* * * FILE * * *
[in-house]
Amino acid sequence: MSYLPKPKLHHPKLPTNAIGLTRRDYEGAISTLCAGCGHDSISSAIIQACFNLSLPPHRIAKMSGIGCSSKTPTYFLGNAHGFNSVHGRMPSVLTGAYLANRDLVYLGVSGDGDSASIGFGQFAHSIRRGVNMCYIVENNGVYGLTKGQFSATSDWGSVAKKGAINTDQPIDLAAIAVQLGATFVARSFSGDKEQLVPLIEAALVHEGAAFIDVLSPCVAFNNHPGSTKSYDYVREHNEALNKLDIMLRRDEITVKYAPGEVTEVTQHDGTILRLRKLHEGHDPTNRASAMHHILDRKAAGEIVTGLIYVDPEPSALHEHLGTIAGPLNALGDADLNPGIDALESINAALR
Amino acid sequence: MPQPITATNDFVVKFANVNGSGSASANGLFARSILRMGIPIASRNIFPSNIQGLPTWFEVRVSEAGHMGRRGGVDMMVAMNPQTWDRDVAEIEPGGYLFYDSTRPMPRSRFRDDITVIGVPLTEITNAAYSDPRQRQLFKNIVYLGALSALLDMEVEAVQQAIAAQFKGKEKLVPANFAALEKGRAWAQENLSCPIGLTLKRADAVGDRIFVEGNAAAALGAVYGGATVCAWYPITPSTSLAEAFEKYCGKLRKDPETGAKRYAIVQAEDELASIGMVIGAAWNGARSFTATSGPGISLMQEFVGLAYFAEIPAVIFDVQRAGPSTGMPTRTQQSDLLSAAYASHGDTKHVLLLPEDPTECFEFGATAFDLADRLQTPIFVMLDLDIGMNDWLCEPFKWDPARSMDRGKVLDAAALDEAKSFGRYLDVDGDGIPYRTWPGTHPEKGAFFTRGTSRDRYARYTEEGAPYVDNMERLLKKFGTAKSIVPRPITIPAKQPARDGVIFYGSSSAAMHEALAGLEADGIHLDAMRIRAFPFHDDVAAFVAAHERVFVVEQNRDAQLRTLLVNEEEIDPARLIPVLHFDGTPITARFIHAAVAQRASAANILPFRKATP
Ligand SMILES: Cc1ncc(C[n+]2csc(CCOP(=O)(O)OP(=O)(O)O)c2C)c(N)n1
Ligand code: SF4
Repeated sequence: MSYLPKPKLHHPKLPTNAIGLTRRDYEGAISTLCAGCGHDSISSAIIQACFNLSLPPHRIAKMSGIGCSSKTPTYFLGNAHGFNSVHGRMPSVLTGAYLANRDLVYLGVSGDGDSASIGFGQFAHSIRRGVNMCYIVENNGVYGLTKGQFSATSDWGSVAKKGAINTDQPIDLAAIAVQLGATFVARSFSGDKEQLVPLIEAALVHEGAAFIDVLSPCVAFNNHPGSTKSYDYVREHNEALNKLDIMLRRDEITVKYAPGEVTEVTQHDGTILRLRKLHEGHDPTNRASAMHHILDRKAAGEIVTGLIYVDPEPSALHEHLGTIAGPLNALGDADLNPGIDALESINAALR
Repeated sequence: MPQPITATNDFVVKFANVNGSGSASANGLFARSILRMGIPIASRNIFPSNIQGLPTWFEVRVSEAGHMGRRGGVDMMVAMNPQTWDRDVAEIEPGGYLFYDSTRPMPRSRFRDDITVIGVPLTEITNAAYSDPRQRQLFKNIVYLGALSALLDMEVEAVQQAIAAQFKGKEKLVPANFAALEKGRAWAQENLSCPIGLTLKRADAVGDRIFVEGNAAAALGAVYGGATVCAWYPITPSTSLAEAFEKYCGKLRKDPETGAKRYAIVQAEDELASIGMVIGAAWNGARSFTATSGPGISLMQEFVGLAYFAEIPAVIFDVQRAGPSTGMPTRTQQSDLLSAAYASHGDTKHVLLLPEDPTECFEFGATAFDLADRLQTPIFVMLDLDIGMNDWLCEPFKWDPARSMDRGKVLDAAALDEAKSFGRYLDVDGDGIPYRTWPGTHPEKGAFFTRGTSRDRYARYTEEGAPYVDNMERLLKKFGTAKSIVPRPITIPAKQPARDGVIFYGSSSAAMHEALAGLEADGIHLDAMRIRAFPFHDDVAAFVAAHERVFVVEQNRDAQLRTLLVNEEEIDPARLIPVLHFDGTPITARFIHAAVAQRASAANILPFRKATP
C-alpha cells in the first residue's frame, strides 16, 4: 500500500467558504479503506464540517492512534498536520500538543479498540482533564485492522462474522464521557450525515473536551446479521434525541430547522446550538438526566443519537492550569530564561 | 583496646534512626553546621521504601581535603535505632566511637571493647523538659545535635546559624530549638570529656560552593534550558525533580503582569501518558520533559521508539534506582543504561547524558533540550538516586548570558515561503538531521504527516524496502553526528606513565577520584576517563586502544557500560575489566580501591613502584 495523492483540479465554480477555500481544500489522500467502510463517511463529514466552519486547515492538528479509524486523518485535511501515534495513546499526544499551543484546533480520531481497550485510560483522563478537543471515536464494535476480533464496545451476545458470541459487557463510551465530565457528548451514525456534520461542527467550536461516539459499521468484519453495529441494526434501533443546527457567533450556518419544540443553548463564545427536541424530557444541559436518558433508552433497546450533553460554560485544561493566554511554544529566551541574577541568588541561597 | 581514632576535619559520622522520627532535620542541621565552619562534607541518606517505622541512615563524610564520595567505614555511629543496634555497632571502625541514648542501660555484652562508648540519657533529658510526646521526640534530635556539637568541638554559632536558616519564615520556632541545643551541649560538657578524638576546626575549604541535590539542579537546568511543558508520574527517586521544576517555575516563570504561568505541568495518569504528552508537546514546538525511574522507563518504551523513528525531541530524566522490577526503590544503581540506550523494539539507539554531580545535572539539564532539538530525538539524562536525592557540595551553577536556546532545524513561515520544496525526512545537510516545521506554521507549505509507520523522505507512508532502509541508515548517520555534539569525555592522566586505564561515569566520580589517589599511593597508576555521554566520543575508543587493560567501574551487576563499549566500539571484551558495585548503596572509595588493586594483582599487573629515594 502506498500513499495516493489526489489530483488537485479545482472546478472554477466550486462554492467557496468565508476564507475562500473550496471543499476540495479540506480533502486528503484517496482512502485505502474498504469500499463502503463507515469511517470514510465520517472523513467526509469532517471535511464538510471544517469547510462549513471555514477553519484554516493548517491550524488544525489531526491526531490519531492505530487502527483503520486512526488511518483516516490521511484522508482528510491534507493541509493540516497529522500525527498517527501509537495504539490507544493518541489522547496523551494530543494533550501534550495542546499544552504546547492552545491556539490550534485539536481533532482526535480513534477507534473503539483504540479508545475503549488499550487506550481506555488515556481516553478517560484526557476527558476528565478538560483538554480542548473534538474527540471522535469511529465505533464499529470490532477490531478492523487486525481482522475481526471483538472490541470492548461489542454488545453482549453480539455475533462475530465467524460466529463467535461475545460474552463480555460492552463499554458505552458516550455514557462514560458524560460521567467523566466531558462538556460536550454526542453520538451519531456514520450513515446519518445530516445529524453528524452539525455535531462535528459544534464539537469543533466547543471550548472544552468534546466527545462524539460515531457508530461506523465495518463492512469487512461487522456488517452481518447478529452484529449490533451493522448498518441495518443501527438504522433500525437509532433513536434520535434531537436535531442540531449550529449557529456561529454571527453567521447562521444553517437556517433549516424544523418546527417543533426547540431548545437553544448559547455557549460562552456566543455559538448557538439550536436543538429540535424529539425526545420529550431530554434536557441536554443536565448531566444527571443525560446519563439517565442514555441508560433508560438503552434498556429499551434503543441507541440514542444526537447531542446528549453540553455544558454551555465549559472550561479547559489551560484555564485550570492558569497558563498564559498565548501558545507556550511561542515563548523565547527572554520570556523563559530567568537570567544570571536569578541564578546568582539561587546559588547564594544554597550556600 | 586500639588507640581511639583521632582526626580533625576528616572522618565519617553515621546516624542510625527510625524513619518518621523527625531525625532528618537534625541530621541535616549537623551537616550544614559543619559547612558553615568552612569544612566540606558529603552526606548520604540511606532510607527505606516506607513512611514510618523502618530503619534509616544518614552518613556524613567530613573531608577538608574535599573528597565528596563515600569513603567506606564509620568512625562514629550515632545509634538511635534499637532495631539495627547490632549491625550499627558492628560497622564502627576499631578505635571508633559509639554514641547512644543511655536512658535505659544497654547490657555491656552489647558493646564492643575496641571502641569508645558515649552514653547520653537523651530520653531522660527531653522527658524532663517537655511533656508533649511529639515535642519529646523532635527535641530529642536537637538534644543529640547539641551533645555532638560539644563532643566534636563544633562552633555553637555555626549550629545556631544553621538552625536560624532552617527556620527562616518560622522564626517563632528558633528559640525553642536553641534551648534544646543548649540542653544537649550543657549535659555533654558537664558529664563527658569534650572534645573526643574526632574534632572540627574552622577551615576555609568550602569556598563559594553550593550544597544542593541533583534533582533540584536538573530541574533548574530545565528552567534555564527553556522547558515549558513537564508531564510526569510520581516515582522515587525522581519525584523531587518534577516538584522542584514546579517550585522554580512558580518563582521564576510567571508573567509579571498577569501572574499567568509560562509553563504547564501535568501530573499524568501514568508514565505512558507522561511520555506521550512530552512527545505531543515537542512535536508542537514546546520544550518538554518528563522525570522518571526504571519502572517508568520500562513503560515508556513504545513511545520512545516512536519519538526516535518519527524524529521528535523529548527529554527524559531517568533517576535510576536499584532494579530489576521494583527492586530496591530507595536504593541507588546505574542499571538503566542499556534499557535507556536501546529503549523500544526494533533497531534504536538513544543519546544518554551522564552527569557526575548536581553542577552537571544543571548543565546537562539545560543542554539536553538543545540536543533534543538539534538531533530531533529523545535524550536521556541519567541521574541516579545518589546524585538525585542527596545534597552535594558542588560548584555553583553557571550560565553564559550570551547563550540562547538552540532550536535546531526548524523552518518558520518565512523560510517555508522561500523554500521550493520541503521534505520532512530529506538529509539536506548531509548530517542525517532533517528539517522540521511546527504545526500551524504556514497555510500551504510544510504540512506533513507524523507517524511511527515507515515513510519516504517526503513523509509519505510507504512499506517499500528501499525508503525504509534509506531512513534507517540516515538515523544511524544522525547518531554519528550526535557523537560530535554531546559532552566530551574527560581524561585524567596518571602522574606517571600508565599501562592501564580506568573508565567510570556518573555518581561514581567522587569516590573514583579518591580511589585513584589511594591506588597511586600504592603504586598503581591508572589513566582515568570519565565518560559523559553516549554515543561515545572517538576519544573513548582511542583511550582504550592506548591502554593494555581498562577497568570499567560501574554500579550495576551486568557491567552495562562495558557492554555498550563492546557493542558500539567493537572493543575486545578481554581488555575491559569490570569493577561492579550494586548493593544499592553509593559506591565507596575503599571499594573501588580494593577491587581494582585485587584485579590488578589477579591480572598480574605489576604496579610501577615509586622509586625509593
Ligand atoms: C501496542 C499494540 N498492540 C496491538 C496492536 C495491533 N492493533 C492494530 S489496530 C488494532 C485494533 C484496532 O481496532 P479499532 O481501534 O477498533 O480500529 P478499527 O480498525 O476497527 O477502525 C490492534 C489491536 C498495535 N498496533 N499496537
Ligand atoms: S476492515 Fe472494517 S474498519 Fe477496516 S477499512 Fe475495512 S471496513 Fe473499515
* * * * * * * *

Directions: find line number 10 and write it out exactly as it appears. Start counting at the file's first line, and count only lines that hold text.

Ligand atoms: S476492515 Fe472494517 S474498519 Fe477496516 S477499512 Fe475495512 S471496513 Fe473499515